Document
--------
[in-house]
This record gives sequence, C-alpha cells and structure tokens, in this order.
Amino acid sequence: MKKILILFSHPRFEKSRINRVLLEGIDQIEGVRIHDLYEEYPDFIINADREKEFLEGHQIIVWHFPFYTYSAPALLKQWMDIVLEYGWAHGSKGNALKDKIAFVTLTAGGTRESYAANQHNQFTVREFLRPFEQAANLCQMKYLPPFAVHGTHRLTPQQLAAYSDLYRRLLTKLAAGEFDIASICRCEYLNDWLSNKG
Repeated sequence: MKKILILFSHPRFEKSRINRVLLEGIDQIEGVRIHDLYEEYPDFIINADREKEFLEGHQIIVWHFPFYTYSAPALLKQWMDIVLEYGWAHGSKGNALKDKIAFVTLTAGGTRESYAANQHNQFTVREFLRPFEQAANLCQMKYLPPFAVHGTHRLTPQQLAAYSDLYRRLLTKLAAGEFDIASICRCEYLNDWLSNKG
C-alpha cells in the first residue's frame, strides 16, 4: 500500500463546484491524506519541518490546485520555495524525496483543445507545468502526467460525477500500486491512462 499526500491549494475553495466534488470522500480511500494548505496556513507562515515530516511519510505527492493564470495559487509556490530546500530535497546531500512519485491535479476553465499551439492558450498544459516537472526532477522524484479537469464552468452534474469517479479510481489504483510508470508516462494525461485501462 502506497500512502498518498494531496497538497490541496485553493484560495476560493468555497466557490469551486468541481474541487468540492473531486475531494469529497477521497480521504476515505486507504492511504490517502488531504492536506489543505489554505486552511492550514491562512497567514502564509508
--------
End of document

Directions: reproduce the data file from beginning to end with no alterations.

[in-house]
This record gives sequence, C-alpha cells and structure tokens, in this order.
Amino acid sequence: MKKILILFSHPRFEKSRINRVLLEGIDQIEGVRIHDLYEEYPDFIINADREKEFLEGHQIIVWHFPFYTYSAPALLKQWMDIVLEYGWAHGSKGNALKDKIAFVTLTAGGTRESYAANQHNQFTVREFLRPFEQAANLCQMKYLPPFAVHGTHRLTPQQLAAYSDLYRRLLTKLAAGEFDIASICRCEYLNDWLSNKG
Repeated sequence: MKKILILFSHPRFEKSRINRVLLEGIDQIEGVRIHDLYEEYPDFIINADREKEFLEGHQIIVWHFPFYTYSAPALLKQWMDIVLEYGWAHGSKGNALKDKIAFVTLTAGGTRESYAANQHNQFTVREFLRPFEQAANLCQMKYLPPFAVHGTHRLTPQQLAAYSDLYRRLLTKLAAGEFDIASICRCEYLNDWLSNKG
C-alpha cells in the first residue's frame, strides 16, 4: 500500500463546484491524506519541518490546485520555495524525496483543445507545468502526467460525477500500486491512462 499526500491549494475553495466534488470522500480511500494548505496556513507562515515530516511519510505527492493564470495559487509556490530546500530535497546531500512519485491535479476553465499551439492558450498544459516537472526532477522524484479537469464552468452534474469517479479510481489504483510508470508516462494525461485501462 502506497500512502498518498494531496497538497490541496485553493484560495476560493468555497466557490469551486468541481474541487468540492473531486475531494469529497477521497480521504476515505486507504492511504490517502488531504492536506489543505489554505486552511492550514491562512497567514502564509508